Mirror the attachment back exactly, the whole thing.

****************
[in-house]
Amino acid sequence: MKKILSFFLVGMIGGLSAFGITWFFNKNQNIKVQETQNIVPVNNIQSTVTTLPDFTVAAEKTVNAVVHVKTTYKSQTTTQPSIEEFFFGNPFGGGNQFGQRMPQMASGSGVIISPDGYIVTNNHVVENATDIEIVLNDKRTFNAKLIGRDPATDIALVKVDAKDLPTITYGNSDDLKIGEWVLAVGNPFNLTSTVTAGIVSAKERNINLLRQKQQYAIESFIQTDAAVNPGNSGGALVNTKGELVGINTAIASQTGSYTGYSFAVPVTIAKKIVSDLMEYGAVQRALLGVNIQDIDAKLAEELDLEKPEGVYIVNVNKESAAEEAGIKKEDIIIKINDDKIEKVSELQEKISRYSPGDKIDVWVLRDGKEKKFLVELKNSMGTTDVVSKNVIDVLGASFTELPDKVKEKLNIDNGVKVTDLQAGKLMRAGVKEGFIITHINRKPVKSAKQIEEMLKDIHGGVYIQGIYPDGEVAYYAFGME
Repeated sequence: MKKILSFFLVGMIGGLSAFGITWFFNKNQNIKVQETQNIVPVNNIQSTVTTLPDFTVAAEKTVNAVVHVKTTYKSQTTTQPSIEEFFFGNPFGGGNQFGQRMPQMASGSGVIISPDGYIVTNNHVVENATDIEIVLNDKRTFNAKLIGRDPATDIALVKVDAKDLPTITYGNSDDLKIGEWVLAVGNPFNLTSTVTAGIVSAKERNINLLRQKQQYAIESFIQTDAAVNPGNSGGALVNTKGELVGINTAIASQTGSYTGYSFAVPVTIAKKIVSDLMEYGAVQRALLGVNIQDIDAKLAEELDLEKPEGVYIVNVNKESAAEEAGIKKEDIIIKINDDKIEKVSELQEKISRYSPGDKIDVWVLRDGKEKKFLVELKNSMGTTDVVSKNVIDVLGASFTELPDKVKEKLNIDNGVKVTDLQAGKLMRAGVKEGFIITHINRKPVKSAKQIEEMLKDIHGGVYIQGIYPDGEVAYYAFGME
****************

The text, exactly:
[in-house]
Amino acid sequence: MKKILSFFLVGMIGGLSAFGITWFFNKNQNIKVQETQNIVPVNNIQSTVTTLPDFTVAAEKTVNAVVHVKTTYKSQTTTQPSIEEFFFGNPFGGGNQFGQRMPQMASGSGVIISPDGYIVTNNHVVENATDIEIVLNDKRTFNAKLIGRDPATDIALVKVDAKDLPTITYGNSDDLKIGEWVLAVGNPFNLTSTVTAGIVSAKERNINLLRQKQQYAIESFIQTDAAVNPGNSGGALVNTKGELVGINTAIASQTGSYTGYSFAVPVTIAKKIVSDLMEYGAVQRALLGVNIQDIDAKLAEELDLEKPEGVYIVNVNKESAAEEAGIKKEDIIIKINDDKIEKVSELQEKISRYSPGDKIDVWVLRDGKEKKFLVELKNSMGTTDVVSKNVIDVLGASFTELPDKVKEKLNIDNGVKVTDLQAGKLMRAGVKEGFIITHINRKPVKSAKQIEEMLKDIHGGVYIQGIYPDGEVAYYAFGME
Repeated sequence: MKKILSFFLVGMIGGLSAFGITWFFNKNQNIKVQETQNIVPVNNIQSTVTTLPDFTVAAEKTVNAVVHVKTTYKSQTTTQPSIEEFFFGNPFGGGNQFGQRMPQMASGSGVIISPDGYIVTNNHVVENATDIEIVLNDKRTFNAKLIGRDPATDIALVKVDAKDLPTITYGNSDDLKIGEWVLAVGNPFNLTSTVTAGIVSAKERNINLLRQKQQYAIESFIQTDAAVNPGNSGGALVNTKGELVGINTAIASQTGSYTGYSFAVPVTIAKKIVSDLMEYGAVQRALLGVNIQDIDAKLAEELDLEKPEGVYIVNVNKESAAEEAGIKKEDIIIKINDDKIEKVSELQEKISRYSPGDKIDVWVLRDGKEKKFLVELKNSMGTTDVVSKNVIDVLGASFTELPDKVKEKLNIDNGVKVTDLQAGKLMRAGVKEGFIITHINRKPVKSAKQIEEMLKDIHGGVYIQGIYPDGEVAYYAFGME